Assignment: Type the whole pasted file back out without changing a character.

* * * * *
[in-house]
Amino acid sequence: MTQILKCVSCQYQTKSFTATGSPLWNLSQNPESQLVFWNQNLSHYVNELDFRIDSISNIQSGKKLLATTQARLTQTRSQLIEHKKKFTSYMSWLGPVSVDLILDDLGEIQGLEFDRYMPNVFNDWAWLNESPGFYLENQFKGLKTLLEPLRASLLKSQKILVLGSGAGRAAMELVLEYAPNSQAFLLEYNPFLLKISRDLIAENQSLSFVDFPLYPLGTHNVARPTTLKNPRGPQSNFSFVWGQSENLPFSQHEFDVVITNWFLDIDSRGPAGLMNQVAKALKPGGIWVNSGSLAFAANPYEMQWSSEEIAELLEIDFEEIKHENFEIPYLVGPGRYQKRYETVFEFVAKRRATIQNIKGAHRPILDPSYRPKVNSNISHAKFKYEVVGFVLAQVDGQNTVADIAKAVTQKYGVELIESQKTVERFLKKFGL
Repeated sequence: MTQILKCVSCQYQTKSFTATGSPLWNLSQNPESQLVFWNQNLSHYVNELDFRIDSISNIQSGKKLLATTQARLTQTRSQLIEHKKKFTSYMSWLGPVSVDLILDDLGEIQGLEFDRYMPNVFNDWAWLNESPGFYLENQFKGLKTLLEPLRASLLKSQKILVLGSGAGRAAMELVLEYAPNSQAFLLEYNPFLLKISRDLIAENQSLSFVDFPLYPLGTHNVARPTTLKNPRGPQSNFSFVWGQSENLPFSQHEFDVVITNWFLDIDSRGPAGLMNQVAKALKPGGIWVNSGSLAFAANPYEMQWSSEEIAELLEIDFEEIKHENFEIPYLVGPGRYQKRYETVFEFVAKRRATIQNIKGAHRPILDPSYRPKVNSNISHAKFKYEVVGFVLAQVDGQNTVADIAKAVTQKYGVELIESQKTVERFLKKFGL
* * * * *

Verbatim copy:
[in-house]
Amino acid sequence: MTQILKCVSCQYQTKSFTATGSPLWNLSQNPESQLVFWNQNLSHYVNELDFRIDSISNIQSGKKLLATTQARLTQTRSQLIEHKKKFTSYMSWLGPVSVDLILDDLGEIQGLEFDRYMPNVFNDWAWLNESPGFYLENQFKGLKTLLEPLRASLLKSQKILVLGSGAGRAAMELVLEYAPNSQAFLLEYNPFLLKISRDLIAENQSLSFVDFPLYPLGTHNVARPTTLKNPRGPQSNFSFVWGQSENLPFSQHEFDVVITNWFLDIDSRGPAGLMNQVAKALKPGGIWVNSGSLAFAANPYEMQWSSEEIAELLEIDFEEIKHENFEIPYLVGPGRYQKRYETVFEFVAKRRATIQNIKGAHRPILDPSYRPKVNSNISHAKFKYEVVGFVLAQVDGQNTVADIAKAVTQKYGVELIESQKTVERFLKKFGL
Repeated sequence: MTQILKCVSCQYQTKSFTATGSPLWNLSQNPESQLVFWNQNLSHYVNELDFRIDSISNIQSGKKLLATTQARLTQTRSQLIEHKKKFTSYMSWLGPVSVDLILDDLGEIQGLEFDRYMPNVFNDWAWLNESPGFYLENQFKGLKTLLEPLRASLLKSQKILVLGSGAGRAAMELVLEYAPNSQAFLLEYNPFLLKISRDLIAENQSLSFVDFPLYPLGTHNVARPTTLKNPRGPQSNFSFVWGQSENLPFSQHEFDVVITNWFLDIDSRGPAGLMNQVAKALKPGGIWVNSGSLAFAANPYEMQWSSEEIAELLEIDFEEIKHENFEIPYLVGPGRYQKRYETVFEFVAKRRATIQNIKGAHRPILDPSYRPKVNSNISHAKFKYEVVGFVLAQVDGQNTVADIAKAVTQKYGVELIESQKTVERFLKKFGL